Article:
The velocity is preferably in the range of 4 per minute to 180 per minute. The determined velocity is ascertained by the microprocessor 170 which analyzes the signals from the optical encoder 186 over time, as is understood by those skilled in the art. The microprocessor 170 adjusts the velocity of the carriage member 90 as it pivots about the second end 90b thereof with respect to the second mounting member 26 if the determined velocity is different than the predetermined velocity by a preset limit, as is determined by tables stored within the microprocessor 170. The velocity of the carriage member 90 is adjusted such that the determined velocity is substantially equal to the predetermined velocity.

More particularly, the velocity of the carriage member 90 is controlled by pulse width modulation of the power supply to the motor 148 in response to motor speed feedback from the optical encoder 186. The power ON pulse width is set by the encoder pulse indicating that the motor 148 is in motion. The OFF pulse width is set by a transfer function that uses encoder count during previous off periods, and the desired velocity. The control of the ON pulse insures that sufficient power is applied to overcome inertia, friction and motor reflective load. During the off period, the encoder count provides an indication of motor coast which compensates for varying loads. The desired speed as determined by the user sets the nominal off period.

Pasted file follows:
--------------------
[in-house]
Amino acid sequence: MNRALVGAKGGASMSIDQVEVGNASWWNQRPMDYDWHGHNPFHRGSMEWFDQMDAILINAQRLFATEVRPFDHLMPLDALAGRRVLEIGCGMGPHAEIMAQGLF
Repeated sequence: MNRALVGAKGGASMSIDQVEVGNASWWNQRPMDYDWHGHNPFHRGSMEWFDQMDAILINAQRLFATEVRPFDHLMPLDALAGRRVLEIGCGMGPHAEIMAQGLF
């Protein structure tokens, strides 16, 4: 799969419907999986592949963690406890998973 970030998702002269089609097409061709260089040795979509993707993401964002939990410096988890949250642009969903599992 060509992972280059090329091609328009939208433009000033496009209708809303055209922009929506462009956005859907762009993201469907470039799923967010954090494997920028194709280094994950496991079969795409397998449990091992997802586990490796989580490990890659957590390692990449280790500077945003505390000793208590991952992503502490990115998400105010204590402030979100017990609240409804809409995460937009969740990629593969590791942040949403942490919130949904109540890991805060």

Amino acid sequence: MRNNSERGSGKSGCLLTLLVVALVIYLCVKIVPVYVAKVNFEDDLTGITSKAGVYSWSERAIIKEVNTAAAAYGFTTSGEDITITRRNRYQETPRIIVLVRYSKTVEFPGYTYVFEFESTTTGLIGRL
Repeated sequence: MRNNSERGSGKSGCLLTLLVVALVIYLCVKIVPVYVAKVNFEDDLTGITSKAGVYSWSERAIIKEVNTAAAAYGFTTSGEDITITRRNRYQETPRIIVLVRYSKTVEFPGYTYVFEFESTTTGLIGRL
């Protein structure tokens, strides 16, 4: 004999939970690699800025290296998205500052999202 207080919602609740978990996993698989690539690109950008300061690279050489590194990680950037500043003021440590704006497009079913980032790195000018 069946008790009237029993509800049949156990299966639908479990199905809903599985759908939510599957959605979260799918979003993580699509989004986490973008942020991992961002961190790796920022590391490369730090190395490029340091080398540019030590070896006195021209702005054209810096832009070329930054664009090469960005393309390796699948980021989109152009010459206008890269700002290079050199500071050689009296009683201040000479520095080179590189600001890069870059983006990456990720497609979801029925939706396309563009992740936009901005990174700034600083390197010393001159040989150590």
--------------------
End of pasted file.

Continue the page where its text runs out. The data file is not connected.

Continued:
As mentioned above, in the preferred embodiment the carriage member 90 can be set to have a maximum range of motion from -60 to +90 with respect to a vertical axis. As the carriage member 90 completes a motion in a particular direction, the carriage member 90 pauses for a preset time so that a pair of controlled, external stimulators (NMES) 176, 178 may be applied to the muscles. An NMES is an electronic device that attaches to the muscles of the toe 12 to stimulate muscle contraction or relaxation. A first NMES 176 is provided for stimulating a muscle of the toe 12 is at a pause period implemented when the toe 12 at the maximum dorsiflexion position and a second NMES 178 is provided for stimulating a muscle of the toe 12 during a pause period implemented when the toe 12 is at the maximum plantar flexion position. The therapist decides which muscles to stimulate into contraction or relaxation. Of course, the therapist could opt to omit the use of the NMES' 176, 178 entirely. NMES' are well known to those skilled in the art and, therefore, further description thereof is omitted for purposes of convenience only and is not limited.